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"On my part, I remain committed to the process of dialogue. It is my firm belief that dialogue and a willingness to look with honesty and clarity at the reality of Tibet can lead us to a viable solution."

Artist joins restoration of ancient temple

May 19, 2008

By Karen Kotze
East and Bays Courier  (Auckland, New Zealand)
May16,  2008

Artist Eleanor Wright will soon be living her dream.
Her Buddhist mother instilled a deep spirituality within her and now
she’s taking her artistic ability to Himalaya’s temples.

Miss Wright is joining restorers Luigi Fieni and John Sanday as a
member of a crew retouching and restoring 700-year-old Nepalese wall paintings.

The Champa Ghompa Project has been restoring temples and wall art for
eight years.

"Most of the work involves cleaning and restoring the ancient art,
but we will be retouching some paintings with watercolours," says Miss Wright.

"My contribution is to retrace all the thin black lines."

The former Diocesan School for Girls and St Cuthbert's College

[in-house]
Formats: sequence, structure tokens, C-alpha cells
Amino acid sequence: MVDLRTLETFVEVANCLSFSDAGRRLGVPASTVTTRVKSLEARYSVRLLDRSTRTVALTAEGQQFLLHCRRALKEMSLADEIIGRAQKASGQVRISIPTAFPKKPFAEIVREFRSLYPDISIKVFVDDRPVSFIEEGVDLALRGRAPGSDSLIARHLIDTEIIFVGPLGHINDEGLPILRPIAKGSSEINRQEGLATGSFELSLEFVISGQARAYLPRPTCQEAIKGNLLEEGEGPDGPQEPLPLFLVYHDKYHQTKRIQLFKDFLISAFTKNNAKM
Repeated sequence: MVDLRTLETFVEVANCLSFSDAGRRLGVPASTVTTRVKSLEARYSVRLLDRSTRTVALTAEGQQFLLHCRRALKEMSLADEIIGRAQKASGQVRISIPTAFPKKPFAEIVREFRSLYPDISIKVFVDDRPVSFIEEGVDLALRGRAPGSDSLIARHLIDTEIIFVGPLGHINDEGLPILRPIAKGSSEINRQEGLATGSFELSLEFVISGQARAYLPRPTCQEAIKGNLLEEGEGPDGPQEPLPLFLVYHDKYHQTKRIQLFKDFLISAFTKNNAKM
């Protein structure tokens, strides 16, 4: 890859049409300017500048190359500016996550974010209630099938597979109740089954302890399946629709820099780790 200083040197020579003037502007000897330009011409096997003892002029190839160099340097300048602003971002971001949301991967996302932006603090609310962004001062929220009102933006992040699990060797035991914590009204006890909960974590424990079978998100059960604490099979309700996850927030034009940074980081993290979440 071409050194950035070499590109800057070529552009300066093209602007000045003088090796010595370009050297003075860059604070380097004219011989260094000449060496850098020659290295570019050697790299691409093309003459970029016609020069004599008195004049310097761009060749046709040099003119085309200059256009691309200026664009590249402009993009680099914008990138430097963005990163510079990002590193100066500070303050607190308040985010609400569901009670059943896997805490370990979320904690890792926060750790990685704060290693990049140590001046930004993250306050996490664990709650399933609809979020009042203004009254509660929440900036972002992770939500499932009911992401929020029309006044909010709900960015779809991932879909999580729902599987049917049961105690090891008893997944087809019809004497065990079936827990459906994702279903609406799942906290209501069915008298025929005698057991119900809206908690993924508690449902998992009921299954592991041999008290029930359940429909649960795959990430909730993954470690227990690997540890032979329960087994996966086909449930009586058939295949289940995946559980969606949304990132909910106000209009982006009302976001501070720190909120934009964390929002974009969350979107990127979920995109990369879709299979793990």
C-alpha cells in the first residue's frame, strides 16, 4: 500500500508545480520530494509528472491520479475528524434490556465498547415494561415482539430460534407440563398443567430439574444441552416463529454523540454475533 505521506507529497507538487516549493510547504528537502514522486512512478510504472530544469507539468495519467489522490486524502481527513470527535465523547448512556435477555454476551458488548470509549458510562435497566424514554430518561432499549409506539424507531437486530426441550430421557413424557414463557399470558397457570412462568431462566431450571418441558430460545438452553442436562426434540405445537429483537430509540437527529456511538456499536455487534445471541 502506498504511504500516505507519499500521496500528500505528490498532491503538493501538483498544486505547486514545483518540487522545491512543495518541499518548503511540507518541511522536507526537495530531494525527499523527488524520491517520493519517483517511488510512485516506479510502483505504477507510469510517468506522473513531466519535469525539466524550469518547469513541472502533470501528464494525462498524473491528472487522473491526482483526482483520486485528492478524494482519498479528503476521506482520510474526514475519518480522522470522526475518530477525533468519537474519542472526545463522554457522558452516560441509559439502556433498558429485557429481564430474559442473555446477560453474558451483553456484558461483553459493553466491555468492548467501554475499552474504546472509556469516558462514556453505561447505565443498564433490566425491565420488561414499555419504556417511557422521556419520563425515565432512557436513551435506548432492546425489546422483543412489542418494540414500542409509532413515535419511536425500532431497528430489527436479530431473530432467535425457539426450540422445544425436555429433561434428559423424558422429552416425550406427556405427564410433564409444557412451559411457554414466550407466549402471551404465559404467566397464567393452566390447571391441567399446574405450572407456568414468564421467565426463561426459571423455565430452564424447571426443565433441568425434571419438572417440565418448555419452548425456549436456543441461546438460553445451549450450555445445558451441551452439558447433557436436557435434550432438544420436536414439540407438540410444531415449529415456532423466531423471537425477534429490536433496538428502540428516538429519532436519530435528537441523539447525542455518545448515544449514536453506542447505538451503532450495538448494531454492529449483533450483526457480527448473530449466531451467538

student feels honoured to be part of the restoration project.
"The Lo Manthang Gomphas are significant temples. But the people
won’t worship in temples where the gods look dead ­ hence the restorration.

"With it completed, the temples will become a pilgrimage destination
for Buddhists the world over.

Last September she joined Mr Fieni in Tibet, restoring Wayao's
Buddhist wall paintings.

Miss Wright's own artwork is funding her trip. She has arranged
exhibitions, showing 35 original works she hopes to sell to secure
her work and allow her to open a studio in India.
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